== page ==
Pet 411: Yes, Your Dog Can See a Neurologist
- September 27, 2018
- by Cathy Meeks
People know that veterinary science is getting more and more advanced, but I think a lot of people still don’t realize that certain veterinarians become specialists in the brain and nervous system of pets. Yes, your dog really can see a neurologist. So can your cat, but many neurological conditions are more common in dogs.
I was thinking of this recently when one reader told me her dog had been diagnosed with meningitis, and another said she suspected her dog might have a neurological condition that prevents the nerves from sending normal commands to the muscles.
So that’s why I reached out to Dr. Katherine Crook, who practices in BluePearl’s Brooklyn and Midtown Manhattan hospitals. After earning her veterinary degree from the University of Florida, Dr. Crook spent years of additional study and practice to become board-certified in veterinary neurology.
Dr. Crook explained that in dogs, meningitis is usually an autoimmune disorder. This means the body’s immune system malfunctions by attacking the body’s own tissue — in this case, the tissue called meninges, which surround the brain and spinal cord.
While this can be fatal , the good news is that this condition often can be treated with steroids and other medications that suppress the immune system. While this is not a cure per se, it’s an effective way to manage the condition and make pets happy and healthy again.
By the way, meningitis is more common in such breeds as Chihuahuas, Yorkshire terriers, Maltese and pugs.
This is one condition that is hard for a pet owner to watch. The good news is, it’s not painful. Dogs with myasthenia gravis start walking normally, and then slow down, as though they are limping or their legs have forgotten how to work. Eventually, this causes the dog to lay down. After a short period of rest, the affected pet then gets up and walks a few more steps. And then it happens all over again.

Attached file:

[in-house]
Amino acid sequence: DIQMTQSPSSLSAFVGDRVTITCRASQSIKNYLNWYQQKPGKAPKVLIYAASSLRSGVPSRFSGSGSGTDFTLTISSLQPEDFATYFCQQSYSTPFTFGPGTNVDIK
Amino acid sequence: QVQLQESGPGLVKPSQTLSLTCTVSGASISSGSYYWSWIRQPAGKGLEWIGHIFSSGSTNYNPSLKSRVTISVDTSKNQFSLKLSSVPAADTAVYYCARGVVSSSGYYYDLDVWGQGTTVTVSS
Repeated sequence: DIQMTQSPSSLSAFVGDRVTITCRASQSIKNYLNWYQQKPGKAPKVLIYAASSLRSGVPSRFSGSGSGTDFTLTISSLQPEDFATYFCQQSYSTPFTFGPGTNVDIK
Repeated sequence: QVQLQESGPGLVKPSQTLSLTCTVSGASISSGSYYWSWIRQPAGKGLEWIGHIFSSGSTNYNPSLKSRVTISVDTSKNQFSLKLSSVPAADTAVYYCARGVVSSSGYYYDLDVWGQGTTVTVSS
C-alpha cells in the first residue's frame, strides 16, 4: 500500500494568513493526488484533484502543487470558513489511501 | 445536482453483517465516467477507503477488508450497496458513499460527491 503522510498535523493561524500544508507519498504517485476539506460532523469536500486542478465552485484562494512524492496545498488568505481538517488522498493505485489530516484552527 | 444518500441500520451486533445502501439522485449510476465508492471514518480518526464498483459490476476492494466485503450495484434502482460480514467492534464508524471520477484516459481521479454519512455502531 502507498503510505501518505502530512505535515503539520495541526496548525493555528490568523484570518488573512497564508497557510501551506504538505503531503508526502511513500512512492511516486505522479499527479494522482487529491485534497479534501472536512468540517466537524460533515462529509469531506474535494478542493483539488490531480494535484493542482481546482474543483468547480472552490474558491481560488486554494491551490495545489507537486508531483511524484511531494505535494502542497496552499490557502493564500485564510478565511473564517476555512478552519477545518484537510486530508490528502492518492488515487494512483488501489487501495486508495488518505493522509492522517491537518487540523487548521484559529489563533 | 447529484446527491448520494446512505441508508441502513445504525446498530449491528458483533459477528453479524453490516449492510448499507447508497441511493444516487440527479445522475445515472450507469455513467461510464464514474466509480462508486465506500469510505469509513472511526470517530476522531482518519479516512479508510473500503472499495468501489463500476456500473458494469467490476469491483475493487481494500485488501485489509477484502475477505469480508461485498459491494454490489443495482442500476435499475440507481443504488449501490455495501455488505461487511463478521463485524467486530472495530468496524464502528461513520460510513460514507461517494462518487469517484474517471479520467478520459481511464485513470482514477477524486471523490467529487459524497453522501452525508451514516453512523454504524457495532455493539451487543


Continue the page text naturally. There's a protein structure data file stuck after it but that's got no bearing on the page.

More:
Dr. Crook explained that this also is usually an autoimmune disorder that prevents the nerves from communicating properly with the muscles. The brain is telling the muscles in the leg to contract, but the muscles don’t get the message.
Even more serious, this condition can affect the esophagus, the tube connecting the throat to the stomach, which obviously can have serious consequences.
Fortunately medical treatment can improve many patients, but not all. A medicine called Pyridostigmine can be used to bolster neurotransmitters, which improves the nervous system’s ability to send signals to the muscles and get them working again.
This is a very delicate process, with some uncertainty built in. It requires a lot of communication with veterinarians and fine-tuning of medication. For some dogs, the condition spontaneously goes into remission, and it’s not always clear why.
By the way, neurologists such as Dr. Crook also treat dogs who have the equivalent of disc ruptures — something that frequently occurs in short-legged dogs such as dachshunds and basset hounds.
“One reason I enjoy veterinary neurology is because it’s a true mix of medicine and surgery,” Dr. Crook said.
She is able to help some of her patients with the right medicines, as in the cases above. But she also is ready to perform surgery on those dogs who need it, such as a dachshund with a ruptured disc. “I get to do both, but I’m still specializing in one system of the body,” she said.
As for me, I’m really glad we have neurologists like Dr. Crook and her colleague Dr. Boaz Levitin in our New York hospitals, and many others at other BluePearl locations. Neurologists are truly giving years of life to pets who could not be treated effectively just a few years ago. Their work means families get more years to spend with the pets they love.